Having lots of smart devices is great, but true IoT adoption can only occur if the smart device networks are rolled out properly. Cellular companies know this and are racing to spread their services as far as they can reach.
Deutsche Telekom has taken a huge step to accomplishing this. Recently, they signed deals with Swisscom, Telia, and Vodafone to stretch their NB-IoT network to nine more countries, bringing their total to 18.
What Is “NB-IoT Roaming?”
“NB-IoT Roaming” contains many specific technology terms, so let’s break it down to explore why this development is good for IoT.
First, NB-IoT stands for “Narrowband IoT.” It’s designed for low power devices that don’t require huge bandwidth to do their job, such as smart meters. We explored NB-IoT in our article on Narrowband IoT, so give that a read if you want to know more.
Next, the “roaming” part is just like the kind of roaming you can do with your cellphone. It’s when two companies from different countries enter a partnership where customers of each business can use the network of the other.
For example, if a US telecom company signs a roaming deal with a Canadian company, people using either network will get uninterrupted coverage when moving between the US and Canada.
We also covered the term “roaming” over on our companion website MakeTechEasier, so check it out if you’re still unclear on the details.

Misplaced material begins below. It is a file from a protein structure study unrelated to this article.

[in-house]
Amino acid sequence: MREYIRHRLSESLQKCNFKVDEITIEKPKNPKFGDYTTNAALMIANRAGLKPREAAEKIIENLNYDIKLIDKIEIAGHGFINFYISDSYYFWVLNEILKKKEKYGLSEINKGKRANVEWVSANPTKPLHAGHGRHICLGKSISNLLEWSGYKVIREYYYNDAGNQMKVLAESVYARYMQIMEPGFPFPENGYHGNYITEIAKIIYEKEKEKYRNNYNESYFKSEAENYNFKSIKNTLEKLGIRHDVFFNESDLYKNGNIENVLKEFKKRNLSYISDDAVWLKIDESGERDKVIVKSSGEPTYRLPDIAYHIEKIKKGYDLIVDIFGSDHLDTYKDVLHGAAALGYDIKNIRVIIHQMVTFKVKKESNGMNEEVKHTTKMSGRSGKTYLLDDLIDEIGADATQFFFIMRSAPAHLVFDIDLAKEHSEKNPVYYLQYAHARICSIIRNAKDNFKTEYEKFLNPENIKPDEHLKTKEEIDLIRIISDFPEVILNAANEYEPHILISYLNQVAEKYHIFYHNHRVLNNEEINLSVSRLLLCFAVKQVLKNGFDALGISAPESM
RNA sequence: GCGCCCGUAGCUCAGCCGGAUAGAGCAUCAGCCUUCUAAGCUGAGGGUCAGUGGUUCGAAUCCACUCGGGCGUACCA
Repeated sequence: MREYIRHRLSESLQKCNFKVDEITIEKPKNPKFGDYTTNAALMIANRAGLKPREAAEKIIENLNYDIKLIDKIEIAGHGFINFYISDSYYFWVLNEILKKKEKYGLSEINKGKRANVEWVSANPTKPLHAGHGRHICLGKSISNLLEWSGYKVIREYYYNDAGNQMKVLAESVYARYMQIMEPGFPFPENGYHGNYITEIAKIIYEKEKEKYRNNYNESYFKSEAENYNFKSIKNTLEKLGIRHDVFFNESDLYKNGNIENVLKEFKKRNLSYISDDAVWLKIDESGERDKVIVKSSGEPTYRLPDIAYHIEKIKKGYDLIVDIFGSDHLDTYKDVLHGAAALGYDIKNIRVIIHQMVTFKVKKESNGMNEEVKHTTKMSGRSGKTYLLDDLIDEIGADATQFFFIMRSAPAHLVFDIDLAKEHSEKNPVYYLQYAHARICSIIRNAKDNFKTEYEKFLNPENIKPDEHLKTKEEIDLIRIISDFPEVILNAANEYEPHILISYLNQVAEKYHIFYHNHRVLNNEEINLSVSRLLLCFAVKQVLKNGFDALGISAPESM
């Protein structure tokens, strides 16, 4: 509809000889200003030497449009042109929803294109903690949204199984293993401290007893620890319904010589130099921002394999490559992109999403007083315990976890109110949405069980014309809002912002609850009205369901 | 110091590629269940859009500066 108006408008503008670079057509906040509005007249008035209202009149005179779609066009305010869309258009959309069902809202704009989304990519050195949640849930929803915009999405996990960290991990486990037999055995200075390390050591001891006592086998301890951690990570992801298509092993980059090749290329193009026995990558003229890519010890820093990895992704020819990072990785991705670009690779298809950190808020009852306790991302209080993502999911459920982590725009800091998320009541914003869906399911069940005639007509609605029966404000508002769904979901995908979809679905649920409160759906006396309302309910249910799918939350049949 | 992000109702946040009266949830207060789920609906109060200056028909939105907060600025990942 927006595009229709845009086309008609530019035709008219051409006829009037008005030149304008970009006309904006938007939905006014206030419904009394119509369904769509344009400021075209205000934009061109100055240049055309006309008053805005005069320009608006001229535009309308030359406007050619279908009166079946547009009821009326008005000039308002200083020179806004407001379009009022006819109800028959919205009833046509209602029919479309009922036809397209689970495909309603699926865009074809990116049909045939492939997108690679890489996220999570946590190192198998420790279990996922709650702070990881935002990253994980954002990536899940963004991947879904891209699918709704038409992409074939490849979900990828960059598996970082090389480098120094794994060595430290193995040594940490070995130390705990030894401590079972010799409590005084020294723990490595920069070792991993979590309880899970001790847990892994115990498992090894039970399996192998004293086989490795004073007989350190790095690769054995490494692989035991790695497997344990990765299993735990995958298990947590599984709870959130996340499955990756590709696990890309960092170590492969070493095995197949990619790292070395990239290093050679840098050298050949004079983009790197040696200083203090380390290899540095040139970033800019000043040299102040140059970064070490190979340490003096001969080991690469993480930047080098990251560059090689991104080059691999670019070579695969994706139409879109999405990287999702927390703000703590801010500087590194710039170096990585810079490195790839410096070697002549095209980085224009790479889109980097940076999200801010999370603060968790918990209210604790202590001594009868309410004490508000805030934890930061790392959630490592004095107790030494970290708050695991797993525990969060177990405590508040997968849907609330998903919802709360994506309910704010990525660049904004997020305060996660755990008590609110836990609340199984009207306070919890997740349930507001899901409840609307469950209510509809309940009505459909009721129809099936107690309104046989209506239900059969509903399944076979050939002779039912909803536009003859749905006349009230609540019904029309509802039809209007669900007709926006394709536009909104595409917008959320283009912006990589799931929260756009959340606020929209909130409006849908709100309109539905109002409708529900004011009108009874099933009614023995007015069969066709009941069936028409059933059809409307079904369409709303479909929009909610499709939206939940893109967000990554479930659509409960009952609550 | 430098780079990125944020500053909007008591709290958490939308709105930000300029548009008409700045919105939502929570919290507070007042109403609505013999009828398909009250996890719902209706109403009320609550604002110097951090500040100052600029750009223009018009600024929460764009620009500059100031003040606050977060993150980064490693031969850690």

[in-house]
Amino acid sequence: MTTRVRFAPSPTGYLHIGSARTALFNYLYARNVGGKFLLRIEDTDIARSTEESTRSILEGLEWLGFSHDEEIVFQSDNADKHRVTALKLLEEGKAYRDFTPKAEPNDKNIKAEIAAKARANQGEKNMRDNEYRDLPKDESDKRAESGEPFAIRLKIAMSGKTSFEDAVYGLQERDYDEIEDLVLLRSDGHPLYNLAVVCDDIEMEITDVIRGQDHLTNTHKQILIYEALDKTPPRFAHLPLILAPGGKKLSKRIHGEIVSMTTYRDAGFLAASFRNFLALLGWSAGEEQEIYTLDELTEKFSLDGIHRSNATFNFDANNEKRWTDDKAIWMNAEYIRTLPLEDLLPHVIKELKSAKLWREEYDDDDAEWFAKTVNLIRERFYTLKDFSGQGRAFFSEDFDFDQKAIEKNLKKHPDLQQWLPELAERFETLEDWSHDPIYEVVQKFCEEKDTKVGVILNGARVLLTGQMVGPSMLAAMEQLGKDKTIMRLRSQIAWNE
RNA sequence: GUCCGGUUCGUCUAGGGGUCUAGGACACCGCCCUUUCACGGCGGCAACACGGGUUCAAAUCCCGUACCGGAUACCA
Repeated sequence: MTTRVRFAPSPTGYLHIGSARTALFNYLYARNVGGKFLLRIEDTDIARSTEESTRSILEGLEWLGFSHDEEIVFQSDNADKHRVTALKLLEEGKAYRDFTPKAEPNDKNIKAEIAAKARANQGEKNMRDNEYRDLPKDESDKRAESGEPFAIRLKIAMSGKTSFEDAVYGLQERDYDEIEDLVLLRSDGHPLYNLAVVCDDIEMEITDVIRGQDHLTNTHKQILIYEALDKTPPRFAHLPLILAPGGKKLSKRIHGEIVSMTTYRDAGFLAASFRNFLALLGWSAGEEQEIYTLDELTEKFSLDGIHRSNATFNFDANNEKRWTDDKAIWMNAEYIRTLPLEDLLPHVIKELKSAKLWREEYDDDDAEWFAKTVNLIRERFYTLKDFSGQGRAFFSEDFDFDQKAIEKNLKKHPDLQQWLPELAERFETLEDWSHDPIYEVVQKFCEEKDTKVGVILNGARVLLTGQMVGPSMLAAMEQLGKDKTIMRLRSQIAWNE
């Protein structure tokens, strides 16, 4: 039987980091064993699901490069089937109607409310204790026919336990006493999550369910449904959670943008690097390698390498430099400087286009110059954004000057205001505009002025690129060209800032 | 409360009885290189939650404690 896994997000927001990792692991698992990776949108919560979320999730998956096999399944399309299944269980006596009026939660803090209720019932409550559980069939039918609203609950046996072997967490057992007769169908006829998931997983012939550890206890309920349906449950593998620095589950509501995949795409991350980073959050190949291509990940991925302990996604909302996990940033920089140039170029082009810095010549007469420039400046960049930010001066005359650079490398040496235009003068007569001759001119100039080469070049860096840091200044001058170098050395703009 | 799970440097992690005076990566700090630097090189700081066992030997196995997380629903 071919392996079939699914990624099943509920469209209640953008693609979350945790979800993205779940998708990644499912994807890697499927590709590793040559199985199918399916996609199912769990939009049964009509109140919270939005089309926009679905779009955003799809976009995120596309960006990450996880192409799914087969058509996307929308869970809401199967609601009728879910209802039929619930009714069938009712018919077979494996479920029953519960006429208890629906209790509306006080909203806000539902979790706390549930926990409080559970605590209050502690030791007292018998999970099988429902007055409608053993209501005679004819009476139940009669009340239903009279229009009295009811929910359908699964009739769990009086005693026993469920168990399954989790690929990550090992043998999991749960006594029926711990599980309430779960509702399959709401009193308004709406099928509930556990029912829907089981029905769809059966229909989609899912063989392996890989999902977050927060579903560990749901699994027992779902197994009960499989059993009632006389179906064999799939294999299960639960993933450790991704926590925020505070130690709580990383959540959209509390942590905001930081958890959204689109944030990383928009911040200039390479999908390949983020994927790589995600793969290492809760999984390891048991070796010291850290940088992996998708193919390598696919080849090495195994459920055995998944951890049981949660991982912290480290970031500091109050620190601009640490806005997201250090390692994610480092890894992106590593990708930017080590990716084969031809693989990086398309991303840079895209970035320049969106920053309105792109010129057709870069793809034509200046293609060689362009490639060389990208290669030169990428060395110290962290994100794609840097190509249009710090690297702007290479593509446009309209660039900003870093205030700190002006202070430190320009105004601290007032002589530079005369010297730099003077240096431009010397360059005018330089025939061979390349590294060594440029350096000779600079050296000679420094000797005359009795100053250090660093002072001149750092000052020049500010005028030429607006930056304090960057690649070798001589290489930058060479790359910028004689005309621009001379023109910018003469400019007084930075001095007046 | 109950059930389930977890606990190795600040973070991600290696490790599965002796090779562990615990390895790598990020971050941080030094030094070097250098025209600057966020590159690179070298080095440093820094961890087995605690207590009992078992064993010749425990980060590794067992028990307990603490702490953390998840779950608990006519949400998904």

As such, if you combine these two terms, “NB-IoT roaming” is when several providers enter an agreement to supply a network for NB-IoT devices.
Why Is NB-IoT Roaming Important?
The most obvious use for NB-IoT roaming is device owners will be able to take their devices to other countries and still have then work. Instead of being required to change the network card on the device when going overseas, the device will know how to “talk” to the destination’s network.
However, the “hidden” benefit of this technology is for IoT manufacturers. If IoT roaming didn’t exist, a manufacturer would have to change the network details every time they sold their product in another country.
However, now that Deutsche Telekom has a roaming agreement in 18 countries, IoT development became much easier. Manufacturers can design their device to work in one of those countries, and it’ll automatically work for the other 17.
IoT business users can also benefit from NB-IoT roaming. Say you have a freight truck carrying packages that automatically update their GPS location for tracking purposes. If this truck crosses a border into a country that supports roaming, the service graciously transitions to the other country’s network without a hiccup.
Rami Avidan, head of IoT and Smart Cities at Deutsche Telekom, said the following:
“Our customers need a sustainable roaming environment for their mobile IoT deployments to deliver a consistent service across international borders. This allows them to benefit from economies of scale as they continue to expand their business.
“We are working hard to help accelerate the adoption of NB-IoT roaming in Europe and beyond.”
IoT on the Move
Just as customers benefit from a roaming agreement for their cellphone coverage, IoT manufacturers and business users can eliminate a lot of busywork with an NB-IoT roaming plan. Deutsche Telekom aims to make this a reality by doubling their reach of countries.
If you’re looking for more information, read on to learn about a new version of an NB-IoT prototyping kit.
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